We are almost done with our trip; we go home tomorrow. I’m sure in the coming weeks John (and maybe even me) will be doing lots of posts covering what we did, what we saw, where we stayed, and so forth. However, in this quick Sunday afternoon post I thought I’d put up a few observations of mine–in no particular order.
1. Traveling with a young child generates a lot of good will. Most people genuinely like children, and almost everyone we encountered (locals and fellow tourists both) had a smile for AJ. It reminds me that people aren’t just people, they are fathers and mothers, big brothers and little sisters, grandmas and grandpas. For instance, our guide at Tikal was GREAT with AJ. About half-way though the morning long tour, while we were walking from place to place, he asked us if AJ was our only one. When we answered in the affirmative he confided that he was the father of 9! (From ages 5 to 16, 9 in 11 years!)
2. The worst parts of the trip is what makes for the best stories. We had no truly awful parts of this trip, but I know John already has a post started about the bus trip from Flores to Honduras–be looking for it!
3. Even though I CAN do laundry in the sink doesn’t mean I LIKE it. We always plan on doing laundry at some point on any trip longer than about 3 days, before it’s either been at someone’s house, a laundry mat, or dropping it off with a laundry service. This time, the one day we could really do laundry was the day that the Country of Guatemala had the water turned off–no running water in the entirecountry! No washing machines anywhere were working–thus laundry in the sink with a couple gallons of bottled water. Not so fun. (However, see observation #2!)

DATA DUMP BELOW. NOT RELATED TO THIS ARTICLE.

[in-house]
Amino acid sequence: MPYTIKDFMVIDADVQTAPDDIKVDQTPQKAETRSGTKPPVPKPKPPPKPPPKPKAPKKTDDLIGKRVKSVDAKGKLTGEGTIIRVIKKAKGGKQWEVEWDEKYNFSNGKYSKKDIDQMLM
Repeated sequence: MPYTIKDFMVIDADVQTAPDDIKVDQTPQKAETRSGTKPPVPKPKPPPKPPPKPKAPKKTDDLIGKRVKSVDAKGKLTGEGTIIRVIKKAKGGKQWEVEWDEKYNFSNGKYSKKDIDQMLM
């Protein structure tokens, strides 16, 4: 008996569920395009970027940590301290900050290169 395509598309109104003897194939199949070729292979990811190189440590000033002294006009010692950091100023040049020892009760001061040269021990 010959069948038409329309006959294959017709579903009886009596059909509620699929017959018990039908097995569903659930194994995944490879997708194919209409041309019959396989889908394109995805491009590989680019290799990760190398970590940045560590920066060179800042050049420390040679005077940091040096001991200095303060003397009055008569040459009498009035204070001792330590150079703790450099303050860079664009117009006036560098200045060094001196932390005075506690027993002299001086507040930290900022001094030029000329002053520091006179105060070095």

4. No matter how careful you are, at some point, you will leave something behind, somewhere. For me, it was my visor, and a book I’d picked up at the friends of the library sale, and had been trying to get myself to read. (I knew I liked the author, but I wasn’t excited about the subject–a tragedy.) Both were left on a van after a long drive. We were all a flurry to get out, and I forgot that those things had gotten loose from my stuff during the trip.
5. I already knew that it’s not really Relief Society with out a pretty table cloth. I now know it’s not really Primary if there is no coloring. The first Sunday (in Guatemala City) we were planning on only attending Sacrament Meeting. However, when we prepared to leave before Primary, AJ was visibly upset. So, we stayed. When we came to pick him up he was happy to show off his colored picture (of a family in front of a church). The bi-lingual Primary President told us he was a little nervous at first but quickly warmed. Today, on the way to the Mexico City ward he told me, “I will make new friends who speak Spanish and theywill have a new friend who speaks English, me, AJ!” I don’t know what bilingual resources there were today, but, he showed me two baptism pictures for coloring at home, told me about how he’d be baptised when he’s 8 (like John baptised Jesus) and that he sang LOTS of songs in Spanish. He was very happy.
6. Little boys can attract ALOT of dirt, very quickly. Enough said.
For some reason,
I can’t figure out how to add pictures (EDIT: John added some pictures into this post). I blog infrequently, and I’ve forgotten. Maybe, if you check back later you’ll see that John has helped me add some. In the mean time, check out John’s post below about the zoo. It really adds some spice to the experience to get a warning to stay on the path so the jaguars don’t get you!!